Admissions requirements may vary from school to school. Students should consult school websites for updated information on specific requirements for the schools to which they plan to apply.

PrerequisitesMason Courses
Biology, two semesters with labsBIOL 213 and BIOL 311
Anatomy & Physiology, required or strongly recommendedBIOL 124 or BIOL 430
MicrobiologyBIOL 305/306
Biochemistry, can vary by schoolBIOL 483/CHEM 463
General ChemistryCHEM 211 + 213
CHEM 212 + 214
Organic Chemistry, can vary by schoolCHEM 313/315 and CHEM 314/318
Physics, two semesters with labsPHYS 243/244 and PHYS 245/246
Calculus, can vary by schoolMATH 113
Statistics BIOL 214/STAT 250
English, two semestersENGH 101 and 302
Psychology, can vary by schoolPSYC 100, 211, 231
Social Sciences, can vary by school

For further information, see the OptomCAS School and College Prerequisites.


The Association of Schools and Colleges of Optometry (ASCO) defines Doctor of Optometry as “The independent primary health care professionals for the eye. Optometrists examine, diagnose, treat, and manage diseases, injuries, and disorders of the visual system, the eye, and associated structures as well as identify related systemic conditions affecting the eye. Doctors of Optometry prescribe medications, low vision rehabilitation, vision therapy, spectacle lenses, contact lenses, and perform certain surgical procedures. Optometrists counsel their patients regarding surgical and non-surgical options that meet their visual needs related to their occupations, avocations, and lifestyle.“

Optometry Programs

According to ASCO, “Doctors of Optometry must successfully complete a four-year accredited degree program at one of the schools or colleges of optometry. Most students accepted by a school or college of optometry have completed an undergraduate degree. However, each institution has its own undergraduate prerequisites, so applicants should contact the school or college of their choice for specific requirements.”

Optometry Admission Test (OAT)

ASCO states, The Optometry Admission Test (OAT) “is an optometry admission test designed to provide optometry education programs with a means to assess program applicants’ potential for success. The OAT is administered year round by Prometric test centers in the United States, its territories (including Guam, Puerto Rico and the Virgin Islands) and Canada.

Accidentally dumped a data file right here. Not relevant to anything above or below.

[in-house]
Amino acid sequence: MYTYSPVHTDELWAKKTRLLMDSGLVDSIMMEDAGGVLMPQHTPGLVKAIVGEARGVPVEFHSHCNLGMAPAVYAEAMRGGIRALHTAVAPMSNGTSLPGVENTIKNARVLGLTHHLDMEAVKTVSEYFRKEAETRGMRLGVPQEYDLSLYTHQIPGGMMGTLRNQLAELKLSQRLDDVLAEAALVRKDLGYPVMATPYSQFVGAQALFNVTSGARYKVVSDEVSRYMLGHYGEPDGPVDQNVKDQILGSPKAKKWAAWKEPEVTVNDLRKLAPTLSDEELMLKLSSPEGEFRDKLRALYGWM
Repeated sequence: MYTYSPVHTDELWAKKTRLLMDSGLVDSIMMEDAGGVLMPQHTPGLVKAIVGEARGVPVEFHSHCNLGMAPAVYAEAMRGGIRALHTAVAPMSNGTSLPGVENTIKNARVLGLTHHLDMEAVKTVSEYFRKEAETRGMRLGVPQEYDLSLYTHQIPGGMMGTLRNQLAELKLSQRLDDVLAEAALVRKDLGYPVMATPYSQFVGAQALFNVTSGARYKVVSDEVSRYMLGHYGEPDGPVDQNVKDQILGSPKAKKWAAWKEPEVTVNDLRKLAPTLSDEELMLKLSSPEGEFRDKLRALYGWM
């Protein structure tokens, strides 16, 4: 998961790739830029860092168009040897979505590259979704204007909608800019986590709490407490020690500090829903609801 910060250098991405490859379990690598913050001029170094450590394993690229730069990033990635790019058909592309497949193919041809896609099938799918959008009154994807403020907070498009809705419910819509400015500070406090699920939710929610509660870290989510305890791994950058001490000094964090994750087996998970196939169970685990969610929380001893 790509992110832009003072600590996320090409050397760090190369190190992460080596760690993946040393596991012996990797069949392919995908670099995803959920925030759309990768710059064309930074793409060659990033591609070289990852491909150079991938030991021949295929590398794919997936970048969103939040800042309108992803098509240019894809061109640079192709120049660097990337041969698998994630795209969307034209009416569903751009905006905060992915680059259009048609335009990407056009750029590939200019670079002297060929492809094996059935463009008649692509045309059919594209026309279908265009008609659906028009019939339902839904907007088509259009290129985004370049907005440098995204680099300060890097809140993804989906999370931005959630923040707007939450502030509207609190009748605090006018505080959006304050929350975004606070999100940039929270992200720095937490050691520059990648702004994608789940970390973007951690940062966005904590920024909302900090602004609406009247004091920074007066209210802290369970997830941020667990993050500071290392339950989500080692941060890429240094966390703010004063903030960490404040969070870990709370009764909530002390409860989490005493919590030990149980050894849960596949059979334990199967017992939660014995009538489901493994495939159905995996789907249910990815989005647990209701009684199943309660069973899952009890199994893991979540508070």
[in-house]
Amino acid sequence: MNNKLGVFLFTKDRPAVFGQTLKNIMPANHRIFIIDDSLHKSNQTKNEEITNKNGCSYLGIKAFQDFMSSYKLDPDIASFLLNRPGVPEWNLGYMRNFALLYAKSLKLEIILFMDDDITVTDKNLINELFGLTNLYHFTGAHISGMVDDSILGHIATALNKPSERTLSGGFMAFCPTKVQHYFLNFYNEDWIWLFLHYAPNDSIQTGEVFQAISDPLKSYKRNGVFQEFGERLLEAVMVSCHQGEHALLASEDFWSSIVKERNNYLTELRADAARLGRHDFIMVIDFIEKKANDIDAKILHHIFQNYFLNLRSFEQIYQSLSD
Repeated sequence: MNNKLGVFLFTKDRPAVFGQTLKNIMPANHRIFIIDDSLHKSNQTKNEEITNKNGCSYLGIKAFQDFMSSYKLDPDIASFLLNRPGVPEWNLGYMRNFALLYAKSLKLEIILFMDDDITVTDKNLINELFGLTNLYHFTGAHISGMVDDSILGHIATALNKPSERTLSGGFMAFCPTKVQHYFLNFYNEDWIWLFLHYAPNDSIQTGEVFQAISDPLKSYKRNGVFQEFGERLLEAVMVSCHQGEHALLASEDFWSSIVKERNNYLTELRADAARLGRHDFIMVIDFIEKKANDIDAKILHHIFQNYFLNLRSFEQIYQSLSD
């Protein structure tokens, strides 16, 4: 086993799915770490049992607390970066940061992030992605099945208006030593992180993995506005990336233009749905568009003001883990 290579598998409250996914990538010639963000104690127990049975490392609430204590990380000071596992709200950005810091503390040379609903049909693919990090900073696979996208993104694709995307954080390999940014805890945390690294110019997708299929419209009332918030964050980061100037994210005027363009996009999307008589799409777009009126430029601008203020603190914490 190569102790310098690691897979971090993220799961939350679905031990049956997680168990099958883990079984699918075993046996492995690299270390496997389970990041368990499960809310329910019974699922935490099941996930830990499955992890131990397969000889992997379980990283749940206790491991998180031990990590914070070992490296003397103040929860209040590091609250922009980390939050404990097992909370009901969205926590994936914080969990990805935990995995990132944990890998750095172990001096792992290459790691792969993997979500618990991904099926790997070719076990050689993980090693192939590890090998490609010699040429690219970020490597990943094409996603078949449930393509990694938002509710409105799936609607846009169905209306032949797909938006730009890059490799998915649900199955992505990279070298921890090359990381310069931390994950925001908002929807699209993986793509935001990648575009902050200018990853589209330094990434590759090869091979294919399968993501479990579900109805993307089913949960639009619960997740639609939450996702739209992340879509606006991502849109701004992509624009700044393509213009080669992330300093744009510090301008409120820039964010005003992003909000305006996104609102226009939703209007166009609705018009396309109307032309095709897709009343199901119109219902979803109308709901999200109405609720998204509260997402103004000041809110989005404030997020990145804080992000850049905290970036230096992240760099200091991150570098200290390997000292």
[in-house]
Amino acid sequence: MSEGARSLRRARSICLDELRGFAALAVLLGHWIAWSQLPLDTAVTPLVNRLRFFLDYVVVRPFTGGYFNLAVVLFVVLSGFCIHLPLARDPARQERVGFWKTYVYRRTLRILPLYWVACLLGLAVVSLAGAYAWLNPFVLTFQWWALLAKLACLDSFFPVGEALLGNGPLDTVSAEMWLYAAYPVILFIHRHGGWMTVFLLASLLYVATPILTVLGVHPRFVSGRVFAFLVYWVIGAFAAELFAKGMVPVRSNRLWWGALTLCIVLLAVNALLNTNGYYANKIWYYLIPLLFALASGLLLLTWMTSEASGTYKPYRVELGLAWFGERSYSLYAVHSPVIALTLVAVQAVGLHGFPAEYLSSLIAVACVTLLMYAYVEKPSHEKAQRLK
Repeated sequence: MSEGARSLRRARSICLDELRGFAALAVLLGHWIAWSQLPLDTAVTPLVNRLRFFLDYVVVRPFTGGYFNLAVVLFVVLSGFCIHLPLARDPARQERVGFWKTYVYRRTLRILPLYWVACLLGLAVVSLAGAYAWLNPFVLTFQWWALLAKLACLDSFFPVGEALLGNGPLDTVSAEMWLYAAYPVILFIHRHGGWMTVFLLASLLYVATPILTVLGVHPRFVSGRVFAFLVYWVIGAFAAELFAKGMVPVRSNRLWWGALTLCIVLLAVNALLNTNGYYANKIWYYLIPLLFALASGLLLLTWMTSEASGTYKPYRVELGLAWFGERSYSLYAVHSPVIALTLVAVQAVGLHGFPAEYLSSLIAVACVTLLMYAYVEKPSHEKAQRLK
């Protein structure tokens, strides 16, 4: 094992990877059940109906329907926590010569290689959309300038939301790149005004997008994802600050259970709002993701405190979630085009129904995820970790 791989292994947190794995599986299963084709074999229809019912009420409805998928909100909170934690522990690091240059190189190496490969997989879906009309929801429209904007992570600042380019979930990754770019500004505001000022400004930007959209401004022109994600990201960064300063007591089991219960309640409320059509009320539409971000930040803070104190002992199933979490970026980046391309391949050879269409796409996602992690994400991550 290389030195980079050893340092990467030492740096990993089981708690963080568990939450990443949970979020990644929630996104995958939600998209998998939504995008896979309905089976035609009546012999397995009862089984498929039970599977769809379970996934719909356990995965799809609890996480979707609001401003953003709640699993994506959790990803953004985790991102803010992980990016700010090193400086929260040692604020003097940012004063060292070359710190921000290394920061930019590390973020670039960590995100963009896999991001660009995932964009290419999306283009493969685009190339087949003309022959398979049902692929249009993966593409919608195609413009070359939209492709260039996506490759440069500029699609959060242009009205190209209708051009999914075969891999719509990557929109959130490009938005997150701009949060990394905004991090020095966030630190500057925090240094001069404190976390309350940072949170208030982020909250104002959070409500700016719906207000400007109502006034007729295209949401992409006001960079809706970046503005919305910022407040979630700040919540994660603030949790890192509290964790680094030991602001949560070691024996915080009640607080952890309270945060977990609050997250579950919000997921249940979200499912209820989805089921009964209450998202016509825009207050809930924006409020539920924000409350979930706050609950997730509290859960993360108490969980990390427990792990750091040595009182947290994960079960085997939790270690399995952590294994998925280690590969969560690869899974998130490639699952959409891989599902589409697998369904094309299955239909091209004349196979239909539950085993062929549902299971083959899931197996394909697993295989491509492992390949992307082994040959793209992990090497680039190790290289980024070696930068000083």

The OAT is comprised of multiple-choice test items presented in the English language. The test is developed according to established test specifications. The OAT consists of a battery of four tests on the following: Survey of the Natural Sciences, Physics, Reading Comprehension, and Quantitative Reasoning. In the OAT, both the U.S. customary system and the metric system (Imperial System) of units are used.”

More information about the OAT can be found online.


OptomCAS allows “optometry applicants to use a single web-based application and one set of materials to apply to multiple schools and colleges of optometry. Applicants who apply through OptomCAS submit a completed web-based application comprised of biographical data, colleges and universities attended, academic course history, letters of recommendation, work experience, extracurricular activities, honors, and a personal essay. It is the applicant’s responsibility to read and follow specific instructions for OptomCAS and the schools and colleges of optometry. APPLICANTS ARE ENCOURAGED TO APPLY EARLY.  Applicants may start and submit the OptomCAS application as soon as it is available. Application deadlines will vary for each school or college of optometry. Information on application deadlines can be found in the Directory of Schools and Colleges.

Employment Outlook and Earnings

The current Bureau of Labor Statistics Occupational Outlook Handbook for Optometrists can be found online.

Pre-Optometry Advising

The information contained on this page should be discussed with the Health Professions Advisor.

Students must still be advised in their department regarding their major.